Radio Dabanga (Hilversum)

23 May 2012

Sudan: Residents Angry At MSF Blockade in Jebel Si

Jebel Si — Sheikhs (native leaders) and displaced people have rejected the Sudanese government blocking the humanitarian organisation Doctors Without Borders (MSF) from working in Jebel Si.

The organisation is the only body working in the area to deliver medicines and healthcare to people suffering from severe food shortages and deteriorating health conditions.

Leaders of Abu Shouk and Kabkabiya camps also condemn the blockade, citing the action as against Islam and treating people as sub human.

They demand the international community stand up strongly to the Sudanese government.

One leader speaking from Kaguro told Radio Dabanga that the 'majority of Jebel Si residents are survivors of genocide and the government's extermination campaign, displaced from their areas and living outside of their villages.'

He complained that new settlers that have been brought in from Chad, Mali and Niger now control their areas.

He said 'the government is now trying to annihilate the last remaining people in Jebel Si through starvation, by preventing organisations such as MSF from operating in their areas.'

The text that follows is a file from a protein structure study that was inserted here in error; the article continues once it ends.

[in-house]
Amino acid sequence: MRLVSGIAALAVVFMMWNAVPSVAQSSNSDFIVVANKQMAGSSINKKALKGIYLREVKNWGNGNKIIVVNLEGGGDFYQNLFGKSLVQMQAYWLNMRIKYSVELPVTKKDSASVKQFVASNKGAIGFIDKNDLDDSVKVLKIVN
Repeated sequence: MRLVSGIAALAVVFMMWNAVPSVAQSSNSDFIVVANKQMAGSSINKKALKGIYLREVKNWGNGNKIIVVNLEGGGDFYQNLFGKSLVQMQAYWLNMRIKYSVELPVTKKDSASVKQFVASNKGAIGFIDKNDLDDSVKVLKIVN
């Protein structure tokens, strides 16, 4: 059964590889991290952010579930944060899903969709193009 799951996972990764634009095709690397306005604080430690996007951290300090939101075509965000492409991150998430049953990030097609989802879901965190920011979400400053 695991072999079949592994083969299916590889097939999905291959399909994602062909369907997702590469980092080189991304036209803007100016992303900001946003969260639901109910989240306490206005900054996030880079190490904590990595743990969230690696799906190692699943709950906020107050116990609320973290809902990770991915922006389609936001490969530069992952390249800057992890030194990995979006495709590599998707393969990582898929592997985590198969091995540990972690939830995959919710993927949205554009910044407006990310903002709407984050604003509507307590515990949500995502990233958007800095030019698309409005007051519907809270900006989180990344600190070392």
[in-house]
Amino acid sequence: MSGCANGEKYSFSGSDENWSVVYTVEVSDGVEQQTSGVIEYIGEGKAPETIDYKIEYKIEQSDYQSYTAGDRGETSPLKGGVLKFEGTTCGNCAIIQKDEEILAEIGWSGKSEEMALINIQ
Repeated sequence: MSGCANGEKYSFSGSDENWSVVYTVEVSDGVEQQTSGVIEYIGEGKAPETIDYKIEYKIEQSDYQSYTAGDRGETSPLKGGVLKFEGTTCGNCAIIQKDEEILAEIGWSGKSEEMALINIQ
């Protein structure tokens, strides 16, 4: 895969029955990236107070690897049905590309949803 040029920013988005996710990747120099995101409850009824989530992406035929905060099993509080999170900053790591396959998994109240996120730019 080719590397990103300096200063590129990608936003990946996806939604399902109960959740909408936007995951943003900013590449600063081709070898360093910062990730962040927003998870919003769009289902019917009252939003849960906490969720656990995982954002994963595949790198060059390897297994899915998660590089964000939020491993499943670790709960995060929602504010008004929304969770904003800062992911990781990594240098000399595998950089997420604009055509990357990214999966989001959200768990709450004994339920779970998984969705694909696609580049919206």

The leader criticised the UN for not taking stronger steps towards the Sudanese government in light of such serious violations.

MSF suspends operations

On Tuesday MSF released a statement saying the Sudanese government was imposing restrictions on their ability to work in areas in North Darfur.

The organisation has had to suspend operations in the area.

Alberto Cristina, MSF operational manager for Sudan said as a result of the suspension of operations more than 100,000 people will be left without any healthcare at all.

The organisation says it has not been allowed to deliver medicines since September 2011, as authorities imposed restrictions on entry permits for medical personnel to Jebel Si in North Darfur.

The statement said 'without medical supplies or medical crews the organisation can no longer provide a service to patients and has had to close its programme of immunisations.'

It said the situation for women will now be difficult as MSF can no longer carry out emergency Caesarean sections that could save women's lives.

The closest hospitals for residents in Jebel Si are now located in El Fasher, eight hours away by car.

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